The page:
Seth: How many times do we see the wrong annuity in place? There’s a process, if they’re out of a surrender period, you might take a look at rolling into something else. It is what it is, you’re not opposed but you have the wrong annuity, it’s just not what you need or want.

Ben: When it comes down to working with somebody, they have to be able to articulate your concerns, fears, and woes into the financial world. People, when they don’t understand you, they’re gonna advise you to buy the wrong thing.

Seth: You’re listening to Money on Tap. You can reach us at 855-226-8551 or We want to appreciate you for allowing us to be who we are and have fun with what we do, which is financial planning. We’re also on Facebook at /3Dinvesting and Twitter at BFG_LLC. We can’t wait to make it a great day and a great life with you here on MOT.


Ben Brayshaw and Seth Krussman are partners of Brayshaw Financial Group. Having questions about retirement and financial planning is normal, and the Brayshaw Financial Group is here to help! Reach out to Ben and Seth at 855-226-8551, or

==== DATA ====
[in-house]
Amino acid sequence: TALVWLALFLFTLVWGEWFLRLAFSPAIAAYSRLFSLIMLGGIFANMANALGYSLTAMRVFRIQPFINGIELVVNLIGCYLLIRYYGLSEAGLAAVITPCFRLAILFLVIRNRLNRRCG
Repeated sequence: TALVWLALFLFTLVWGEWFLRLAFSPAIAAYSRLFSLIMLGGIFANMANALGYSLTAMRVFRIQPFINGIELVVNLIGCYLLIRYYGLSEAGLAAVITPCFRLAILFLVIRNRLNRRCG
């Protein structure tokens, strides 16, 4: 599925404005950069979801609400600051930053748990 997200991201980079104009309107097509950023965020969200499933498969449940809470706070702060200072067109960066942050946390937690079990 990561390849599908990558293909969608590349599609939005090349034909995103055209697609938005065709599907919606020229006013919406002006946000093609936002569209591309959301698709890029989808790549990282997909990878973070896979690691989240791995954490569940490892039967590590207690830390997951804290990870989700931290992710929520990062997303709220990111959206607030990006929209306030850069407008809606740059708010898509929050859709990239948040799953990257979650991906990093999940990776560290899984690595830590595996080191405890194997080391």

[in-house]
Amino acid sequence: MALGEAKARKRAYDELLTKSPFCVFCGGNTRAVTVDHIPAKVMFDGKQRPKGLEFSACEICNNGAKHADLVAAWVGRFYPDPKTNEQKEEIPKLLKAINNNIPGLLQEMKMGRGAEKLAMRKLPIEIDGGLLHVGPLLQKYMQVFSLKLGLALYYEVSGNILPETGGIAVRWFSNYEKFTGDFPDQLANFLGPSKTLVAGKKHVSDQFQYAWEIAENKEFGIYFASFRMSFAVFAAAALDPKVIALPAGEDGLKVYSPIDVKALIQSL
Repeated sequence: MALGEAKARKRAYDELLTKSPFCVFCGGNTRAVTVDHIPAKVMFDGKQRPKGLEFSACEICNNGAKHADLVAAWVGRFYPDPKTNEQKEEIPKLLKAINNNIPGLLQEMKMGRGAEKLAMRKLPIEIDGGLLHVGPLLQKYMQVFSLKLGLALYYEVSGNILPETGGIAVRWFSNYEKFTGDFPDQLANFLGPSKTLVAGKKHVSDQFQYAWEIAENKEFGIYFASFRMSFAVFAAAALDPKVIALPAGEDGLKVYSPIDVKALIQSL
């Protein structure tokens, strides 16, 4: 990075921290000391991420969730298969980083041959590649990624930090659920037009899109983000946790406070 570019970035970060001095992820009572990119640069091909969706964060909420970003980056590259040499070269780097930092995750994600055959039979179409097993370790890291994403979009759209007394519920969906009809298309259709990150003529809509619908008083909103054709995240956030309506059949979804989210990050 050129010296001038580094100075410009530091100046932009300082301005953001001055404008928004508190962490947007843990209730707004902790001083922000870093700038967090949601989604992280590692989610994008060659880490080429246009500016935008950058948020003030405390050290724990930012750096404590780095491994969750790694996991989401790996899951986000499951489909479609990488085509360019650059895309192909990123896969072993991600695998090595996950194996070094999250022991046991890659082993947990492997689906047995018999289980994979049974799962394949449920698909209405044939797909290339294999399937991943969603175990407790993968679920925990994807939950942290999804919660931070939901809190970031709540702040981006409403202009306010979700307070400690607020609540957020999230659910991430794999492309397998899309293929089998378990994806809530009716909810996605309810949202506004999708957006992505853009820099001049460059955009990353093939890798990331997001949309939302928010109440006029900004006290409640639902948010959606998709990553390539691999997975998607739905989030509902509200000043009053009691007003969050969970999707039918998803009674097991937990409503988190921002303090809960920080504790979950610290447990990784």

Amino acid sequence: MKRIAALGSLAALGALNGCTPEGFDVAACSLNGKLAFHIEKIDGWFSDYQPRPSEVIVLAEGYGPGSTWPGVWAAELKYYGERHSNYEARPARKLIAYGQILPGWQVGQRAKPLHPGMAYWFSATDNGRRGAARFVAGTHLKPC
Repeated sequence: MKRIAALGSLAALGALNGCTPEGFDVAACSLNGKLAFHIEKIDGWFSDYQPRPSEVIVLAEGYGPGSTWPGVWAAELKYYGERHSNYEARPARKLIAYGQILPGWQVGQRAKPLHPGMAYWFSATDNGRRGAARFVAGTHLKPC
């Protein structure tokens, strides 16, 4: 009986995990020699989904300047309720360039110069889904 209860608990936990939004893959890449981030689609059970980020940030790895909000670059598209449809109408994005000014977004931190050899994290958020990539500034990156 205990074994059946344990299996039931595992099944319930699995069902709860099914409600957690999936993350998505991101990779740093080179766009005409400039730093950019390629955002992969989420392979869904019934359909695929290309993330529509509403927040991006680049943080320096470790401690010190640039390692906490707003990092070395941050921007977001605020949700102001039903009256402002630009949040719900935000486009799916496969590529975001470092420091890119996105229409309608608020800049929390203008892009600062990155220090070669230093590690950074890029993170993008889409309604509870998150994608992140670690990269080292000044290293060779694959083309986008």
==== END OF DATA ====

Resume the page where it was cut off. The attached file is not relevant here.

There’s always an element of truth to a myth…Ben and Seth break down five common myths people believe when it comes to investing in annuities. Listen into this episode of Money on Tap and figure out the truth behind each myth and why putting your money into annuities may be the best thing you ever did for your retirement.

Money on Tap provides an in-depth look at the best way to manage your finances as you get closer and closer to retirement. Hosted by Ben Brayshaw and Seth Krussman, this podcast is chock full of information regarding managing money, being smart with finances, and a beginner’s guide to stocks. This hour-long podcast is an easy listen and a great way to learn more about how to be smart with your finances.


MOT Show 162

Seth: Welcome to MOT. Money on Tap, your personal finance headquarters, where we bring out the professional’s experience and some fun. What we call 3-dimensional investing, utilizing insurance brokerage and fee-based planning, that's what we do on this show. We look at all sides of the issues and we bring a fully independent planning perspective to the table. Welcome to Money on Tap. We're so glad to have you aboard today. You can reach us at 855-226-8551 or My name is Seth Krussman and…

Ben: Ben Brayshaw here, how’s everyone doing? Seth, how you doing this morning?

Seth: Good, I’m really excited about this show. How about you, Ben?